Why we can’t let the trans lobby win

Graham Linehan on why he risked his career to fight against gender ideology.


Topics Identity Politics Politics UK

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Graham Linehan has paid a heavy price for speaking out against trans ideology. The former TV comedy writer – best known for Father Ted, The IT Crowd and Black Books – has effectively been blacklisted from his industry. His projects have been cancelled and he has been barred from performing at the Edinburgh Fringe. He has even received visits from the police, thanks to his online sparring with gender ideologues. So has it all been worth it?

Linehan recently joined Brendan O’Neill for a special live recording of The Brendan O’Neill Show to discuss his new memoir, Tough Crowd: How I Made and Lost a Career in Comedy. What follows is an edited extract from their conversation. Watch the full thing here.

Brendan O’Neill: Was there any particular moment when you realised that you needed to say something, even if it put your career at risk?

Graham Linehan: The first thing that really shocked me was the way that gender-critical women were being spoken to – especially the death threats and the rape threats. I knew that this alone was something that I had to stand up to. Just doing that opened a whole can of worms. It became clear that a lot of people in the trans movement – especially the men online – simply do not like women. They’re complete misogynists and they leap at every opportunity they can find to hurt, demean and be sadistic towards women.

There might well be some good people in the trans movement, but they’re completely sidelined by the loudest voices. The most effective trans activists are extremely committed and utterly dangerous. And they’re exploiting the goodwill of a much larger group of generous people who just want to do the right thing.

These activists are weaponising people’s desire to be kind and compassionate. They’re taking advantage of the kind of people who give the benefit of the doubt to what seems to be a vulnerable minority. In reality, this particular vulnerable minority does not exist. The trans movement is a huge collection of disparate people with different experiences. The word ‘trans’ is not just useless to cover them, but also completely misleading. They have immense power.

What really drew me into the trans debate was the threat it poses to kids. I recently attended a Let Women Speak event in Glasgow, where I met a recovering alcoholic who had just returned from a two-week bender. Why did he go on it? Because he had failed to convince his daughter that she shouldn’t take testosterone. She was basically disappearing before his eyes. Her jaw was becoming more prominent. She was growing hair on her face. Her voice was deepening. And she can never come back from these changes. Her father knew this because, unlike a lot of people who are in this debate, he researched the effects of testosterone. He knew that he should try and stop her, but she was dead-set on it.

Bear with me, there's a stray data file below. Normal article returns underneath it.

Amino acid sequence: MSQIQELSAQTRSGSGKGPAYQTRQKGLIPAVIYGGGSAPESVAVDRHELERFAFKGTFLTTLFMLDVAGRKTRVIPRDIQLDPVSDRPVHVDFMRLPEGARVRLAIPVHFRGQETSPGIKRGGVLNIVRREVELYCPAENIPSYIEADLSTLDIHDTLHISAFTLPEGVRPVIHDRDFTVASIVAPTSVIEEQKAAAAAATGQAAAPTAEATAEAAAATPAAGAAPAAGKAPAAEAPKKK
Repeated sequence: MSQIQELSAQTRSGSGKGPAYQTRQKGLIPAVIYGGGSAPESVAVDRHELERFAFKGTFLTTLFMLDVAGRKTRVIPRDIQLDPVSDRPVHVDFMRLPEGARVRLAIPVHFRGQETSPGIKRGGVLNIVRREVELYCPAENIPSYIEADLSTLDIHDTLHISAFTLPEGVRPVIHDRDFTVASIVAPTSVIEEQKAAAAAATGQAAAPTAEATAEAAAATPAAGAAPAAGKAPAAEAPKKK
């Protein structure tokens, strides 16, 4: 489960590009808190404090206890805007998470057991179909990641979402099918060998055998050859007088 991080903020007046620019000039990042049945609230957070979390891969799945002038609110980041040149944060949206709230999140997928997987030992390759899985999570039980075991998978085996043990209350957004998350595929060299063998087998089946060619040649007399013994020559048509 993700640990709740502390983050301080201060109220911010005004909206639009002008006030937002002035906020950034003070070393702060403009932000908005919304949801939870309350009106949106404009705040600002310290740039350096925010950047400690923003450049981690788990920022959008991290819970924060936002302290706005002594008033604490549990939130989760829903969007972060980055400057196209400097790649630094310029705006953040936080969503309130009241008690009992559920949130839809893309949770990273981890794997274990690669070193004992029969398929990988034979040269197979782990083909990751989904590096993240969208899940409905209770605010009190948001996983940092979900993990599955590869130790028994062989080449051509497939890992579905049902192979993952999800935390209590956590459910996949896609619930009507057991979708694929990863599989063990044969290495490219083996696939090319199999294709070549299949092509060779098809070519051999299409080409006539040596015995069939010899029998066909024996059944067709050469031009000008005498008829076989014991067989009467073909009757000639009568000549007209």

You have schools telling kids that there are 73 different genders. And you’ve got charities encouraging them to transition. After meeting that father, I just thought: how could I ever forget him and his daughter?

I think some of the best evidence against gender-identity ideology is the women in their early 30s who are now talking about how they nearly transitioned. Today, many of them have children and happy families. And they’re so grateful that they didn’t make such a terrible mistake. But the generation who will make that mistake – and those who already have – is on the horizon. The outcomes are already really bad, but we’re soon going to start hearing some even worse stories.

O’Neill: What do you have to say to all those people who argue that, because you’re doing this podcast and writing this book, you haven’t really been cancelled?

Linehan: Well, I couldn’t get on the stage at the Edinburgh Fringe festival. What else can I possibly say? The Fringe is supposed to be the home of ‘edgy’ comedy. It should be hard-hitting.

It’s not just the extreme trans activists cancelling people like me. They’re supported by a ruthless cultural establishment and an increasingly cruel society. Their first instinct is not to listen to someone, but to stamp them out.

In East Germany, the number of ordinary people working in some capacity for the Stasi was a little more than one in six. That’s insane if you really think about it. If they weren’t living in your house, they were probably next door. They were every second or third person you met on a given day.

Just look at the huge surveillance system we’ve all set up in our own homes and everyday lives. Of course, there are benefits to the internet, social media and the online world, but we also suffer because of it.

We are only really now dealing with all this, but the conversations we’re having are just insane. Why are we even discussing whether or not there are only two sexes? It’s absurd. We’re like frogs in boiling water. It’s been slowly heating up, and we’ve been bubbling away for years. And the reason why is simple: the main targets were, for a long time, women and gay people – two minorities whose complaints were just not taken seriously. And after refusing to listen to them, we’re all now in this mess.

The activists are going to try to take away every single thing I do to make a living. They’re going to reject any attempt I make to clear my name. They will never stop attacking me. But I’ll keep finding every opportunity I can to force them to tell, or at least confront, the truth. And I won’t let these fuckers win.

Graham Linehan was talking to Brendan O’Neill on The Brendan O’Neill Show. Watch the full conversation here:

Picture by republica GmbH, published under a creative-commons licence.

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Topics Identity Politics Politics UK


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